In April 1998, Kuwait was placed on USTR's Priority Watch List. In 1999, new copyright and patent protection laws were passed that greatly improve the situation. During the first half of 1999, the Ministry of Information raided and seized pirated software and videocassettes and fined the violators.
A new amendment to Law No. 4 of 1962 is designed to bring Kuwait into compliance with WTO criteria. Protection is now available for patented inventions and know-how for up to 20 years. The patent, however, must be renewed every four years. Patent infringement is punishable by a maximum jail term of one year and/or a fine of no more than $16,500.
The Kuwait Patent Office is located in the Ministry of Trade and Industry. Once an application is filed with the Registrar of Patents, no further action is taken by the Patent Office since it has not yet started the process of conducting examinations of patent applications. Opposition actions are not available in Kuwait.
Law No. 4 of 1962 provides for the registration of patents and industrial models in Kuwait. Although the Patent Law was enacted in 1962, the Patent Office in Kuwait was opened only in 1995, after a resolution adopted by the Gulf Cooperation Council (GCC) states calling for a unifying of the patent registration systems of the member countries.
The Kuwaiti government is presently preparing a draft law for the protection of patents to replace the current law discussed above. The draft, if adopted, would, inter alia, narrow the definition of a patent and lengthen the validity period to twenty years.
Trademarks and Service Marks
Kuwait has effective trademark laws but weak enforcement. In general, Kuwait follows the international classification of trademarks with a few exceptions. In accordance with Islamic mores, the Trademark Law does not protect trademarks or service marks in classes 32 and 33 relating to alcoholic beverages and pork. Following the filing of an application to register a trademark, the application is examined as to registrability. The law allows an opposition to be filed by any interested party. An opposition requires the applicant for the registration to submit a counter-statement in order to maintain the application. In the absence of any opposition or the rejection of any filed oppositions, the trademark is registered.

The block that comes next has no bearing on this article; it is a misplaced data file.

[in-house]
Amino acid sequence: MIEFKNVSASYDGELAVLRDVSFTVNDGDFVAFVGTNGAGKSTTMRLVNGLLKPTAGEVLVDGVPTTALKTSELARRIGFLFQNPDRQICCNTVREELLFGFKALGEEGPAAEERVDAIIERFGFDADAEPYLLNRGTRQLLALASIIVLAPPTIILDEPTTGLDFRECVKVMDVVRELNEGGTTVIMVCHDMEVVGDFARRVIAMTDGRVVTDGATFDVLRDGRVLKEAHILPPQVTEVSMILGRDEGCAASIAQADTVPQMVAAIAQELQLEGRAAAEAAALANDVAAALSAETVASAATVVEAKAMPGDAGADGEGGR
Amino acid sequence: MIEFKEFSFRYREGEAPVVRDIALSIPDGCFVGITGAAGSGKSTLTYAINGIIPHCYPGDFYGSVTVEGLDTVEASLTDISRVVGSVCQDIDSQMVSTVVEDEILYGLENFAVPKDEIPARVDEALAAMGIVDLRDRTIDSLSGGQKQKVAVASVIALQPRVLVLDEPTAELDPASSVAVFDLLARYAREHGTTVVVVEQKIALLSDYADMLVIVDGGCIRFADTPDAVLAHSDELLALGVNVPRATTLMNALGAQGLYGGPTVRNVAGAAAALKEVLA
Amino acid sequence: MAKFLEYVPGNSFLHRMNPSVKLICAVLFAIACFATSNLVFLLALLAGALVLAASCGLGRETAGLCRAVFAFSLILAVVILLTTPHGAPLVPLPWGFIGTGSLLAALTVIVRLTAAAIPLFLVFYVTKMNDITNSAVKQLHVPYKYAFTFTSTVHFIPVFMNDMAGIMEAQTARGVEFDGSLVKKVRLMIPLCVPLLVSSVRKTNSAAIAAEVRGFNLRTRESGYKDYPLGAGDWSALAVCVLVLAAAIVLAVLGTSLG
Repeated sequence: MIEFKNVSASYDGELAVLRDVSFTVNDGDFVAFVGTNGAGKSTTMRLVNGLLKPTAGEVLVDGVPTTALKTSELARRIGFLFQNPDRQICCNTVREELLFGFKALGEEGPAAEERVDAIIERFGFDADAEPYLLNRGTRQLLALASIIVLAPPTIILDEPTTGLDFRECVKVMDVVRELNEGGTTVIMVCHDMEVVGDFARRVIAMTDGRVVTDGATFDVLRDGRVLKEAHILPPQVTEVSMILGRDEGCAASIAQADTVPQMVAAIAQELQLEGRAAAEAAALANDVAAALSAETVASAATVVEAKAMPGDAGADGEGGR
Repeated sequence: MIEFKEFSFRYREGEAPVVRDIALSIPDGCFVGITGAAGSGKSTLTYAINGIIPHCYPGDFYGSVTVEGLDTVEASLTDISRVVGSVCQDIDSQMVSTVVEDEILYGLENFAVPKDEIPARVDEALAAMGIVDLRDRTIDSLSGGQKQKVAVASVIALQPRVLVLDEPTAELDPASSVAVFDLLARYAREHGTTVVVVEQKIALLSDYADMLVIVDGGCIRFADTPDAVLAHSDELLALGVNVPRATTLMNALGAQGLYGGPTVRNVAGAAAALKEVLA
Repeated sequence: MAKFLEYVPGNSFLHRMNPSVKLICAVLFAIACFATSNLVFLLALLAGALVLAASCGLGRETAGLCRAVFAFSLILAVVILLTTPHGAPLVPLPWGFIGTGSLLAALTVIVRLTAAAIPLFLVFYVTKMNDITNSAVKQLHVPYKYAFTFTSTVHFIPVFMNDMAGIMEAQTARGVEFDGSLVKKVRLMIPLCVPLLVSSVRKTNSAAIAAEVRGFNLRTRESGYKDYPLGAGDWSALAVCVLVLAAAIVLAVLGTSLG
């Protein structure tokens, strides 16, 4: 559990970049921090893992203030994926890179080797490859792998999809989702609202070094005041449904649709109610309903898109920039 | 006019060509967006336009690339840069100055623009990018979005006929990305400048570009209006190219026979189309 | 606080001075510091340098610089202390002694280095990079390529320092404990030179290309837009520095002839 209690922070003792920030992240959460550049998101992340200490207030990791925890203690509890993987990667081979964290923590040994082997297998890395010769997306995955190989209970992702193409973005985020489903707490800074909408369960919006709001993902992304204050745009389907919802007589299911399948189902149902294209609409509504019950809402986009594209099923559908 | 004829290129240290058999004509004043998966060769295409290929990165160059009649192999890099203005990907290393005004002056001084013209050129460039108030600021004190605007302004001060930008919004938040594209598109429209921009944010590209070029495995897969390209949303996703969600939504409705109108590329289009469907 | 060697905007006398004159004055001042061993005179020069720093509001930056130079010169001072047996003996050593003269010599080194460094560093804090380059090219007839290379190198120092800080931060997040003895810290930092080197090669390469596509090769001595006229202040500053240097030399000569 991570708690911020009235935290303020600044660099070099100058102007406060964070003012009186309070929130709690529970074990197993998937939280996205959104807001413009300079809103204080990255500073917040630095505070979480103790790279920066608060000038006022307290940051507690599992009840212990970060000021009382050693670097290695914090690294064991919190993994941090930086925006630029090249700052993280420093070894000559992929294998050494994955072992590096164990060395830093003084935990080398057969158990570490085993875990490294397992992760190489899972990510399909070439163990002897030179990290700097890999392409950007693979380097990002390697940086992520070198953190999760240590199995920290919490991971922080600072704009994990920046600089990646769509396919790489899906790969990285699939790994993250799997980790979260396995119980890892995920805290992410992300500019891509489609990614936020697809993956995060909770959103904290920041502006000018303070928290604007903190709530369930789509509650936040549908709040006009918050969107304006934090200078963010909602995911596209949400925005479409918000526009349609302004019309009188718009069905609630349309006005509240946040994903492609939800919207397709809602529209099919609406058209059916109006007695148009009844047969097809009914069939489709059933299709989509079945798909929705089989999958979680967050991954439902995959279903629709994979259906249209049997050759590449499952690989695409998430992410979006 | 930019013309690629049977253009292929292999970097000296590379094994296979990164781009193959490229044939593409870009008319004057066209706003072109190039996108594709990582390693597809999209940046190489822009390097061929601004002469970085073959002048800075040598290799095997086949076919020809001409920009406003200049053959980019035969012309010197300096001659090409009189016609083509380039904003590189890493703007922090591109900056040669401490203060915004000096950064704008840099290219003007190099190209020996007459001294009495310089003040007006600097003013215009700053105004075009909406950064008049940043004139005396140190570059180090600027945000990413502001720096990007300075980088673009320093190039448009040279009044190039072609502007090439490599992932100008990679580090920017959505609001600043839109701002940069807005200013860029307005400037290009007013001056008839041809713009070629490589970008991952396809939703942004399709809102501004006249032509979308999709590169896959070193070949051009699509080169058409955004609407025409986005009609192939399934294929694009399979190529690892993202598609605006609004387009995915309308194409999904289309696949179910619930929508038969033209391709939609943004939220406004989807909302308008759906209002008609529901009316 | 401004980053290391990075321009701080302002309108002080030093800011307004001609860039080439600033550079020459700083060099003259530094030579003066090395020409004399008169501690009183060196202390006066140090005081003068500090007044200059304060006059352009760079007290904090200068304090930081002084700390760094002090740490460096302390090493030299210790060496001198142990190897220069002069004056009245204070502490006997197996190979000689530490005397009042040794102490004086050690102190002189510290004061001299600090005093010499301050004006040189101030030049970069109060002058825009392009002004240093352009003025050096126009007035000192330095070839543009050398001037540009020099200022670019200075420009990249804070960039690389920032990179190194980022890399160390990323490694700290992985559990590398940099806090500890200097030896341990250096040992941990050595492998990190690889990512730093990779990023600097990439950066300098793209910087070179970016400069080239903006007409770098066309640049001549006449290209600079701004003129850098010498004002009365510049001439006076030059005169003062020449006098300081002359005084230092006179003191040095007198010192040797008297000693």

A trademark registration is valid for ten years from the date of filing the application. The trademark registration is renewable for additional periods of ten years each. A trademark which lapses because of non-renewal may be registered in the name of a third party three years following the lapsed registration.
Use of the trademark in Kuwait is not a prerequisite for registration or for maintaining its validity. A trademark is vulnerable to cancellation, however, if a party convinces the court that the trademark was not actually used in Kuwait for five consecutive years or that no bona fide use of the trademark was made.
Assignment of a trademark is effective with regard to third parties only after the assignment has been entered in the register and published in the Official Gazette.
Unauthorized use or imitation of a registered trademark are offenses punishable by law.
The country's new copyright law protects computer software, video and music tapes, cassettes or CDs. It also protects, cinema, drawings, original books, translations and scientific papers. The new law issued in 1999 includes KD500 fines and/or a imprisonment for a one year maximum. Repeat offenders can face stiffer penalties. On December 7, 1999, the Kuwaiti Parliament approved the law.
© 2000 Mena Report (www.menareport.com)